Sunday, April 7, 2024

Music for Gathering: “Lift Your Voice Rejoicing, Mary” – setting by Wilbur Held (1914-2015)

The American church musician and composer Wilbur Held, who died at the age of 100 in 2015, wrote this organ setting of a lovely Easter hymn that deserves to be more widely known. The tune for this hymn was composed by Thomas Foster, the long-time Director of Music at All Saints Episcopal Church in Beverly Hills, CA. Foster named the tune “Fisk of Gloucester” in honor of the eminent American organbuilder Charles B. Fisk; the Fisk firm built the Hartness Organ at Furman University’s Daniel Chapel.

The complete text of the hymn is as follows:

Lift your voice rejoicing, Mary, Christ has risen from the tomb;
on the cross a suffering victim, now as victor he is come.
Whom your tears in death were mourning, welcome with your smiles returning.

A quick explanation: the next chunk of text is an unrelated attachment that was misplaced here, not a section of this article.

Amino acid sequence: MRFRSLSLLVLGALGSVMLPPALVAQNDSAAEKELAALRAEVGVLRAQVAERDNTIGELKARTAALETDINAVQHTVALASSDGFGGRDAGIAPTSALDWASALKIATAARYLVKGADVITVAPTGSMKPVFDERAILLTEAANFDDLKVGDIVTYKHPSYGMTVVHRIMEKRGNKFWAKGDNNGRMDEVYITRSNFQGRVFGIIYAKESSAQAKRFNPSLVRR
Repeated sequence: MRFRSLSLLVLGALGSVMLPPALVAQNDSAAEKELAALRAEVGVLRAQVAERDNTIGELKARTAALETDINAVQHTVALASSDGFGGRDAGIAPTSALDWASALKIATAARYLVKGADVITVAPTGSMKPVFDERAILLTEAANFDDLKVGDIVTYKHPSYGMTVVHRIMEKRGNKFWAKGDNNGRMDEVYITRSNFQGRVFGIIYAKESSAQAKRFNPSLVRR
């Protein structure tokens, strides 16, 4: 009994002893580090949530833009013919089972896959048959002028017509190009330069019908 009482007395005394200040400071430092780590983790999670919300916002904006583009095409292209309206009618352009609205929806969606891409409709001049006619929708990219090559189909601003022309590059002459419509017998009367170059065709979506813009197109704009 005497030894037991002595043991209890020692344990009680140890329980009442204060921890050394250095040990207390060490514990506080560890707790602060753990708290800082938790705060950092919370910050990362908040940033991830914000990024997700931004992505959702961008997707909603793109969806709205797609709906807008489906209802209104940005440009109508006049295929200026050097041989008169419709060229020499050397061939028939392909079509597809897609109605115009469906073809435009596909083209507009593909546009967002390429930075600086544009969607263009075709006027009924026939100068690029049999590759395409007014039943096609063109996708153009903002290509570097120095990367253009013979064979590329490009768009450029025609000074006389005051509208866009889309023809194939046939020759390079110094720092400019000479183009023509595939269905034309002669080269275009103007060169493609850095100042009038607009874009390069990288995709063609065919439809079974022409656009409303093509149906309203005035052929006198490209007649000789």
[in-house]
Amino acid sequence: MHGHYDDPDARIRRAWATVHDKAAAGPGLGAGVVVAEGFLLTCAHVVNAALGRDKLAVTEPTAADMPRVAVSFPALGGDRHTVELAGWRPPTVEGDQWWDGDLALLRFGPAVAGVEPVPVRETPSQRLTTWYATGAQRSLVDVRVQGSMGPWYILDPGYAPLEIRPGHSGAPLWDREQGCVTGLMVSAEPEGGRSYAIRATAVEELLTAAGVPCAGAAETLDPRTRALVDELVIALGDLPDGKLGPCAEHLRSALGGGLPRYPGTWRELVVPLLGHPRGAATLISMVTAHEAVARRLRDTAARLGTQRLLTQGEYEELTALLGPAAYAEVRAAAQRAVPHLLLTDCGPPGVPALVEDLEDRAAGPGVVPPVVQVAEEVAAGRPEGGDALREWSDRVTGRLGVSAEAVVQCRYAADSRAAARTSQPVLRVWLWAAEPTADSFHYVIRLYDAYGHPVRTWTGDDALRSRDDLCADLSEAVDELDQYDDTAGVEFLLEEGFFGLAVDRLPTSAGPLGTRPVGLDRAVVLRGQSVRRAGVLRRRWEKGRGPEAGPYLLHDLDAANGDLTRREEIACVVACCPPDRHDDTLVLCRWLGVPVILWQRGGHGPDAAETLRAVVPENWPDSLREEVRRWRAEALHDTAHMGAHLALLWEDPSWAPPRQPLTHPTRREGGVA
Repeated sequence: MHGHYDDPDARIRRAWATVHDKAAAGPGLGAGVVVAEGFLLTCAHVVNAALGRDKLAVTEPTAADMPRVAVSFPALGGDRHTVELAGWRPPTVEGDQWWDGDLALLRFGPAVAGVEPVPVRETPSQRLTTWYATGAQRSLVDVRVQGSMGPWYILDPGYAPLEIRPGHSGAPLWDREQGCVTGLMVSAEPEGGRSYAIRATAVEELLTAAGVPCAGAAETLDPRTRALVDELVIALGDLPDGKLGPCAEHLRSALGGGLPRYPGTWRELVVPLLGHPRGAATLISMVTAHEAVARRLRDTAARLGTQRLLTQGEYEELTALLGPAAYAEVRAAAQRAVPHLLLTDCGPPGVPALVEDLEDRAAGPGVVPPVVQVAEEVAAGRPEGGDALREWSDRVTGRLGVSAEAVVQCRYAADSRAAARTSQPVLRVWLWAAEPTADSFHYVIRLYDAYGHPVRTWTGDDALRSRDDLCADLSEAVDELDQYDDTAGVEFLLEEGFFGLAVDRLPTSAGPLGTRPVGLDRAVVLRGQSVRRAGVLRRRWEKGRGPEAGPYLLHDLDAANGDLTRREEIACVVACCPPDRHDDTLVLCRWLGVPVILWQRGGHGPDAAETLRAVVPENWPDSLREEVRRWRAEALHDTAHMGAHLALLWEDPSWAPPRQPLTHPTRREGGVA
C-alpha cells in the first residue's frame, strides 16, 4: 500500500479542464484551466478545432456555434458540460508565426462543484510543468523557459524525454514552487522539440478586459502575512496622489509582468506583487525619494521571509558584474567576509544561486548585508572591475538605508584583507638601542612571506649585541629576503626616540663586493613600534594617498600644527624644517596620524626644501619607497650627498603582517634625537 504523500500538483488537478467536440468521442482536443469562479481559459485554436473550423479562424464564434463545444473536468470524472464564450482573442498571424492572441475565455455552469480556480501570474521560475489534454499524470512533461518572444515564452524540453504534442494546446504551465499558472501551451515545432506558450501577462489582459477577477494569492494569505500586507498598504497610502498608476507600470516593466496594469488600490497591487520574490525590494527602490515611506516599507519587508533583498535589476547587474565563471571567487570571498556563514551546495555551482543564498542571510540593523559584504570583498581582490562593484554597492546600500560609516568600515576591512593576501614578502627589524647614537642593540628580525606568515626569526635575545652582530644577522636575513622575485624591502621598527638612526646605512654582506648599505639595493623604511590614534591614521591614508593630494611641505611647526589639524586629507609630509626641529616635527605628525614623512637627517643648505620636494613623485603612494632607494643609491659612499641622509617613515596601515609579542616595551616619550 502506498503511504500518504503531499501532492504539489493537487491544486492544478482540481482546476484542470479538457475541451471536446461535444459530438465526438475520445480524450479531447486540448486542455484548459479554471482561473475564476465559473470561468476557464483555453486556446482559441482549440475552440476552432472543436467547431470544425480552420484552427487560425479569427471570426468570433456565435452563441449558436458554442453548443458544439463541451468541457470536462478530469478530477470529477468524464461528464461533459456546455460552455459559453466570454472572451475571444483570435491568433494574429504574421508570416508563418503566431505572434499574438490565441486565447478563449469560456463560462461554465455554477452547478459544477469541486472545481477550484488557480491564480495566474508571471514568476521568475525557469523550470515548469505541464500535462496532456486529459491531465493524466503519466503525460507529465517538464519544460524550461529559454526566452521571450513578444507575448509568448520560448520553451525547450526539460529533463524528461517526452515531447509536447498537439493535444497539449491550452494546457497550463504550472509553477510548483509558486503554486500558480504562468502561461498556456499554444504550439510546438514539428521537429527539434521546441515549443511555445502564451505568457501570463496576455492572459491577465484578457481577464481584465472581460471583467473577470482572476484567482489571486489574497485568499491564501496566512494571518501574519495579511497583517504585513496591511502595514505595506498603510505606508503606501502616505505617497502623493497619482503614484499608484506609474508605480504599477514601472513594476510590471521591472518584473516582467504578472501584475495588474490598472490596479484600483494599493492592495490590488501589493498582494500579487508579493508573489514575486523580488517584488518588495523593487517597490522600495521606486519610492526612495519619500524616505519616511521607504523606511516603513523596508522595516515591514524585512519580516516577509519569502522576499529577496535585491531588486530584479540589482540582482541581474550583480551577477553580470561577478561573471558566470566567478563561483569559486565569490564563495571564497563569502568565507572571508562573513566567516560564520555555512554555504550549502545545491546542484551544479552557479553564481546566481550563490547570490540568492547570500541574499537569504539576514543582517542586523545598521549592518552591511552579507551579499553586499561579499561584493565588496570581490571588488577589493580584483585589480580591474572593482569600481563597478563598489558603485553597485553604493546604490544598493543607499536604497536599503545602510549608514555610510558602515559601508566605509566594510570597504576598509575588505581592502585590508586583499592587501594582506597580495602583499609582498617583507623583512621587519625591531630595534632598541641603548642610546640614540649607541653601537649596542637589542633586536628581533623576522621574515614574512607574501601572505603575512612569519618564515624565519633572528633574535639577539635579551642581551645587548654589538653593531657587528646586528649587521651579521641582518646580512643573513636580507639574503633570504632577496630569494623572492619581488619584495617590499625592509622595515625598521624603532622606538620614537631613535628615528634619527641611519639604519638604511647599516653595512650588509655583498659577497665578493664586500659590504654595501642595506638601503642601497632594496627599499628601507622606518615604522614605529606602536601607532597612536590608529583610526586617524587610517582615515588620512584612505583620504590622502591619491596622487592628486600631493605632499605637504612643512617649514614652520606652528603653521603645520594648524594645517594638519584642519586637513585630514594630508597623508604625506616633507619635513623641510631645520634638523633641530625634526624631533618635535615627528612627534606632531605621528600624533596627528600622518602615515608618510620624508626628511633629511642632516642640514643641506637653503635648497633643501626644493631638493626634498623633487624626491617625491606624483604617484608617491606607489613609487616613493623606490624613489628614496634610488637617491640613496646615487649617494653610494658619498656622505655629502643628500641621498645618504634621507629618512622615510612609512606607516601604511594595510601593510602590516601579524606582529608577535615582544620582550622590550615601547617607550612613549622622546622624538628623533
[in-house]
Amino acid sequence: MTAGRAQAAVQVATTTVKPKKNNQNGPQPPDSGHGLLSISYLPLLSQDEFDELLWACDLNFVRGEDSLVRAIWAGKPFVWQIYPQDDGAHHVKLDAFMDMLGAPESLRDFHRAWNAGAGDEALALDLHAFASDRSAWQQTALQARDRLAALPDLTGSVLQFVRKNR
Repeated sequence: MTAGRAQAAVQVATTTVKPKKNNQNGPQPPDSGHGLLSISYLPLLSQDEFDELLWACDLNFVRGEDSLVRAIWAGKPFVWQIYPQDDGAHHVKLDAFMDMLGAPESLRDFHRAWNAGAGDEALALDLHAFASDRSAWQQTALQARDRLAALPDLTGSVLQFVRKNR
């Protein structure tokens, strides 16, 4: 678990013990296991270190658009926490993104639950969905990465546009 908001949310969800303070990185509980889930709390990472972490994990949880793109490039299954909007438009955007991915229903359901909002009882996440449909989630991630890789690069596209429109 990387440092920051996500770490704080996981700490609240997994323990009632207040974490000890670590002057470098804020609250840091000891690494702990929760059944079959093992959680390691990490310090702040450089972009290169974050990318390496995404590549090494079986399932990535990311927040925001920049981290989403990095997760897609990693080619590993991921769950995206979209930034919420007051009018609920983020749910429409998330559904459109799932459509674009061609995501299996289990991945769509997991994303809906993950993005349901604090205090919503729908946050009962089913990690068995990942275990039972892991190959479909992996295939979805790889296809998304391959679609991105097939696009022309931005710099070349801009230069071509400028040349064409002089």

Let your alleluias rise!

Raise your weary eyelids, Mary, see him living evermore;
see his countenance, how gracious, see the wounds for you he bore.
All the glory of the morning pales before those wounds redeeming.
Let your alleluias rise!

Life is yours forever, Mary, for your light is come once more
and the strength of death is broken; now your songs of joy outpour.
Ended now the night of sorrow, love has brought the blessed morrow.
Let your alleluias rise!
-Latin, tr. Elizabeth Charles (1828-1896)

Offertory: Meditation on “O filii et filiae” (“O Sons and Daughters”) – setting by Dénis Bedard (b. 1950)

The Gospel lesson for the Sunday after Easter is traditionally the story of Jesus’ first appearance to the disciples, and of how Thomas overcame his doubts about Christ’s resurrection and proclaimed him “my Lord and my God!” The hymn “O Sons and Daughters of the King,” attributed to the French author Jean Tisserand (15th century), is a narrative poem which begins with the Resurrection itself, and continues in subsequent verses to Jesus’ appearing to the disciples and Thomas’s acknowledgement of him. The melody associated with this hymn text comes from a French collection of the seventeenth century. The French-Canadian organist and composer Dénis Bedard wrote this quiet, meditative setting that utilizes portions of the O filii et filiae melody.

-Charles Tompkins

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